State Formation in Tropical Africa

Abstract

ABSTRACT. African states are characterized by their recent date of creation, and nation-building has lagged behind state formation. Ethnic and regional loyalties continue to be important and used, both by government and opposition forces. A convincing parallel can be drawn with the history of European states, and Spain is taken as an example. On the dimension of centralization and regional decentralization, the analysis of Africa has to focus on sub-national government at the local level rather than on regionalism. Larger regional units are too threatening to the survival of state or regime for them to be permitted. However, at the local level, there is a continent-wide swing first towards, then away from centralization, reflecting efforts to create relative efficiency and popular consent. In practice, little difference results from the various shades of ideology. Most of the political problems that exist today are due to regional inequalities and imbalance, for most states were organized out of heterogeneous and smaller units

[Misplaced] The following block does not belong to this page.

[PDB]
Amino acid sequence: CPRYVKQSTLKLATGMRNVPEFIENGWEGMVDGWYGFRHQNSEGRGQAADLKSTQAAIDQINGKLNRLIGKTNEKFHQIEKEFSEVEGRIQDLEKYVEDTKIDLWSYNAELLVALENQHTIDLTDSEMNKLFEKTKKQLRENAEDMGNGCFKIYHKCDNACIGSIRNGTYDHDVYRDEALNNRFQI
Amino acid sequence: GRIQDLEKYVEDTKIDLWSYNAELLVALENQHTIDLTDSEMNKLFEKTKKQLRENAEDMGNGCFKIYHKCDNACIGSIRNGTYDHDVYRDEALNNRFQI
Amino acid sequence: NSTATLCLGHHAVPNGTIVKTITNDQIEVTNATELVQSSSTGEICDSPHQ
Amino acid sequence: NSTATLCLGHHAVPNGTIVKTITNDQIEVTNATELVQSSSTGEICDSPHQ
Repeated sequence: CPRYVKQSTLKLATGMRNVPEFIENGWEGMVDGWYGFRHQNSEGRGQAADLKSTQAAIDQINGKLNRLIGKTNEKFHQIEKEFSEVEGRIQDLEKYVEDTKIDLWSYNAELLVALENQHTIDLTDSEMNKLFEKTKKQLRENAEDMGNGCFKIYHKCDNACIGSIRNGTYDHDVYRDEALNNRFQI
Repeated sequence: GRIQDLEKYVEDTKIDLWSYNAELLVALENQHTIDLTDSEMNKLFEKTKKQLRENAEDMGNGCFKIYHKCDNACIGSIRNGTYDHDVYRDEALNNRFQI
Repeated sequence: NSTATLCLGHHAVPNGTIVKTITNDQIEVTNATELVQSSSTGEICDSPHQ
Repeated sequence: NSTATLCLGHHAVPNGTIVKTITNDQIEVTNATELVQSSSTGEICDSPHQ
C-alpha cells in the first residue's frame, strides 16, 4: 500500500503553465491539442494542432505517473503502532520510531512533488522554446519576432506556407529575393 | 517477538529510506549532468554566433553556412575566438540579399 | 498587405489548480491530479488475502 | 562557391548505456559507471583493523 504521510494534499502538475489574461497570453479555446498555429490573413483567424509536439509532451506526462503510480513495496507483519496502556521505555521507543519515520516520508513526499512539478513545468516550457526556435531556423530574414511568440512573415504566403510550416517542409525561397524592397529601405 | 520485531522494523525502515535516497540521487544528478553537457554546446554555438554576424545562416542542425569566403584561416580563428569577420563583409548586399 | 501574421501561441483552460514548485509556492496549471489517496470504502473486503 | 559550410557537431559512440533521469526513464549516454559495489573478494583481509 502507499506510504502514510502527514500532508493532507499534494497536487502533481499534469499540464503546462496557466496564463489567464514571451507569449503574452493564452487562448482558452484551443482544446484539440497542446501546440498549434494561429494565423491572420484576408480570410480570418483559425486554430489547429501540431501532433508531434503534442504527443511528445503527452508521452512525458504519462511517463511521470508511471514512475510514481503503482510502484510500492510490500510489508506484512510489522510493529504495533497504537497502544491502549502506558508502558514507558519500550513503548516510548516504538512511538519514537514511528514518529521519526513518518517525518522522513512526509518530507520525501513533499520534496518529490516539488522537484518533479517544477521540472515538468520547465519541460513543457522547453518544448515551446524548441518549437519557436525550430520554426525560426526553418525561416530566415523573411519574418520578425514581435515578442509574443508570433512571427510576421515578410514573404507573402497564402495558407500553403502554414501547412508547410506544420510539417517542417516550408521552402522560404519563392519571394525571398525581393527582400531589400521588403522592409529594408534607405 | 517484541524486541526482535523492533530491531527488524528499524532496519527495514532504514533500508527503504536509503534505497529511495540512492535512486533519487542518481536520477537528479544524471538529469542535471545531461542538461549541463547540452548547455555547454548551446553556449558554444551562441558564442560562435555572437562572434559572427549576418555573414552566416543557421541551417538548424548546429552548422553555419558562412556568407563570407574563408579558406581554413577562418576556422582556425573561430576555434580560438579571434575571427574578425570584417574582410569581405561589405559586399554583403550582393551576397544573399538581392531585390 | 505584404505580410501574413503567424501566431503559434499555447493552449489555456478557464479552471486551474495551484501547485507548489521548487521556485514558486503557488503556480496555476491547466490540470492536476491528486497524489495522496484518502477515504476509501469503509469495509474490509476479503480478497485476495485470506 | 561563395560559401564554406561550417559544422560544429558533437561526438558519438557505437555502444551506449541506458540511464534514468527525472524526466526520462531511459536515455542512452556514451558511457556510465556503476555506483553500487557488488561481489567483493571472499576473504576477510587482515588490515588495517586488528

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oai:CiteSeerX.psu:10.1.1.898.3527Last time updated on 11/1/2017

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